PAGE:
If you’re looking for a new car, or you just want to work out the differences between each car type, this guide will take you through the most common shapes and sizes.
Mini or city car
These three or five door models are the most affordable new cars on sale.
They’re cheap to run, so ideal for anyone who wants to keep motoring costs low.
Their diminutive size makes them great in crowded city streets; they’re cheap to run and generally easy to drive and park, while safety has improved greatly with the latest models.
Welcome to Britain’s most popular type of car.
Available with three or five doors, these cars are a bit bigger than city cars. They’re also cheap to buy and run, can be surprisingly well-equipped and are now large enough to serve as a small family’s main car or often as a second car.
Small family hatchback, lower medium or compact family car
This has been the staple diet of British drivers since 1980s. Now, nearly all carmakers offer one in their range – even upmarket brands such as Audi, BMW and Mercedes.
There are three and five-door layouts, and both the cabin and boot should be substantially larger and more accommodating than either a supermini or city car. These can make the perfect main family car.
MPV (Multi-Purpose Vehicle) or people carrier
Drivers typically choose MPVs for their large cabins, big boots and the ability to tailor the layout of the seats to suit what you need to do with the car, such as carry six passengers, or fill it with furniture.
They come in compact, medium and large sizes, and seat between five and seven. Some, like the VW Caravelle, carry eight people. Most come with five doors, some have sliding rear doors.
Large family car, upper medium or saloon
This used to be Britain’s most popular type of car but their popularity has waned as smaller cars have become more capable.
All offer four doors, sometimes five, but four-door only models aren’t as practical as hatchbacks or estates because their boot access makes it difficult to carry bulky objects.
Can’t fit all of your life into a small family hatchback or saloon but don’t need the flexible seating arrangements of an MPV? You need an estate.
These come in various sizes, all with five doors. Some ‐ including the latest Mercedes E-Class and Volvo V90 ‐ even offer an extra pair of seats in the boot, meaning they can carry seven people.
Coupes tend to be based on a saloon or hatch, but sacrifice space in favour of head-turning styling.
They usually offer four seats and a boot, but the back seats will be decidedly snug, because the roof line is low so as to make the car appear more sleek and dramatic.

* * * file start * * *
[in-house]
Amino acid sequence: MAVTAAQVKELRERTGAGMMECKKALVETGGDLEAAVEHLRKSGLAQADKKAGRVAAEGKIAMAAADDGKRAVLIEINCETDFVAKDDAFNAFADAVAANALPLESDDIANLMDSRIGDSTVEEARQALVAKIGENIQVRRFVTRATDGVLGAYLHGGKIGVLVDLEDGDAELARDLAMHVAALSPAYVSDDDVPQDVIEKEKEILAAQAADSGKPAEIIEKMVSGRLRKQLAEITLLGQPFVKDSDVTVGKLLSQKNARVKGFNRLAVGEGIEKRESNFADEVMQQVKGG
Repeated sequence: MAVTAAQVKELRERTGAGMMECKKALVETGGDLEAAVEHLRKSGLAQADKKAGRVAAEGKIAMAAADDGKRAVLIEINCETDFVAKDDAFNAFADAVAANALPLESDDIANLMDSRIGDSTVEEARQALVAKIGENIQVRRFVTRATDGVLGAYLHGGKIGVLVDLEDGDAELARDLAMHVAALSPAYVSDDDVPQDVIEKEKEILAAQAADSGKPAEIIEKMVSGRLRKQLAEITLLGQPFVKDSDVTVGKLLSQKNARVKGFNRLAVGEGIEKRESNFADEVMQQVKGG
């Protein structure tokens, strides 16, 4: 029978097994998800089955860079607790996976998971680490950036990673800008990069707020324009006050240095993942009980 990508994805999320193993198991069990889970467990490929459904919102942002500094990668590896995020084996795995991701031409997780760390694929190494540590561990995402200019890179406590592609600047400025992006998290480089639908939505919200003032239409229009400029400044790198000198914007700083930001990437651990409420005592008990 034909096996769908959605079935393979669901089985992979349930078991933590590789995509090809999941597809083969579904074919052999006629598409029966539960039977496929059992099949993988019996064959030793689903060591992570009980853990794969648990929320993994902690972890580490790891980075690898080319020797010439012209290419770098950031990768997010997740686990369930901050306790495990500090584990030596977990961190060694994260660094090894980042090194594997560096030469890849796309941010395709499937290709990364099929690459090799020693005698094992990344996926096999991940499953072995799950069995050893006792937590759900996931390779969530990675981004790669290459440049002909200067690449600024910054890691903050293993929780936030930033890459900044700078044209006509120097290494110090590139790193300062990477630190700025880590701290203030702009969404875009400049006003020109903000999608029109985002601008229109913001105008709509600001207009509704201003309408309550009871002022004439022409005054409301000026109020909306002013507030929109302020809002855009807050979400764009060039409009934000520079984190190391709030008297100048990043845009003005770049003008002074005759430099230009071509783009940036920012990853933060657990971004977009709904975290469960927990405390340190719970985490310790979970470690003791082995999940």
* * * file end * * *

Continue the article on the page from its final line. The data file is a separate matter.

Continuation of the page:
There are coupes of all shapes and sizes, and therefore budgets.
Four-door coupes are for those who like a car that looks good but, unlike a coupe, has back doors, making it easy to climb in and out of the back seats.
They began as expensive, luxury models but many carmakers are now offering more affordable versions.
Crossover or dual purpose
The ambiguous term ‘crossover’ describes a mix between a hatchback, estate and SUV. They primarily offer the rugged looks of an SUV without the chunky running costs of having four-wheel drive capability.
These make good family cars because they stand quite high off the ground, so are easier to get into and put kids into their child seats.
SUV (Sports Utility Vehicle)
The original SUV was the BMW X5, in 1999. Since then, they have boomed in popularity thanks to their practicality, off-road ability and image.
There are compact, medium and large SUVs, all with five doors and many with four-wheel drive.
Running costs ‐ from fuel consumption to car insurance to tyre bills ‐ can be high, so make sure this is the right car for your needs and budget before taking the plunge.
The SUV-coupe is effectively what happens when you take a large, imposing SUV and make it less practical with even greater visual impact.
The swooping roofline means restricted headroom in the back and usually a smaller boot. There are large and medium-size versions, but as with SUVs the running costs tend to be quite high.
The traditional 4x4 is big, strong, and able to tackle rough terrain should the need arise.
Some offer flexible seating for up to seven people, making them a hit with families with a thirst for adventure.
However, they tend to be very heavy so guzzle fuel and quickly wear through their expensive tyres and brakes.
Cabriolet or convertible
These enable you to lower the roof and catch the sun’s rays at a moment’s notice. They have seating for at least four people, a larger boot and more cabin space than a roadster or sports car.
For serious fun in the sun, a roadster is the only way to go. These two‐seaters feature a folding soft or hard top and are more driver-focused than cabriolets.